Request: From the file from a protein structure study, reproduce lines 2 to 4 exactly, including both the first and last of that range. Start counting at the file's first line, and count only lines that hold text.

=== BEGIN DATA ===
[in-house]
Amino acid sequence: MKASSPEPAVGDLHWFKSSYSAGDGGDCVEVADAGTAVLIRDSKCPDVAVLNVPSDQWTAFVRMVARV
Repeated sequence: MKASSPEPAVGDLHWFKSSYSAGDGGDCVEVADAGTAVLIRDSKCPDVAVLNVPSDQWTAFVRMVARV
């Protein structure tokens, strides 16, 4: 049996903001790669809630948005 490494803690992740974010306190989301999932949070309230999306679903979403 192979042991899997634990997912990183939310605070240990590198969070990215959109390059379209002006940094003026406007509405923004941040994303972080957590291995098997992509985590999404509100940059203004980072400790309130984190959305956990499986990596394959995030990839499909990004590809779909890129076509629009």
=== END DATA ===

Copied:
Amino acid sequence: MKASSPEPAVGDLHWFKSSYSAGDGGDCVEVADAGTAVLIRDSKCPDVAVLNVPSDQWTAFVRMVARV
Repeated sequence: MKASSPEPAVGDLHWFKSSYSAGDGGDCVEVADAGTAVLIRDSKCPDVAVLNVPSDQWTAFVRMVARV
């Protein structure tokens, strides 16, 4: 049996903001790669809630948005 490494803690992740974010306190989301999932949070309230999306679903979403 192979042991899997634990997912990183939310605070240990590198969070990215959109390059379209002006940094003026406007509405923004941040994303972080957590291995098997992509985590999404509100940059203004980072400790309130984190959305956990499986990596394959995030990839499909990004590809779909890129076509629009």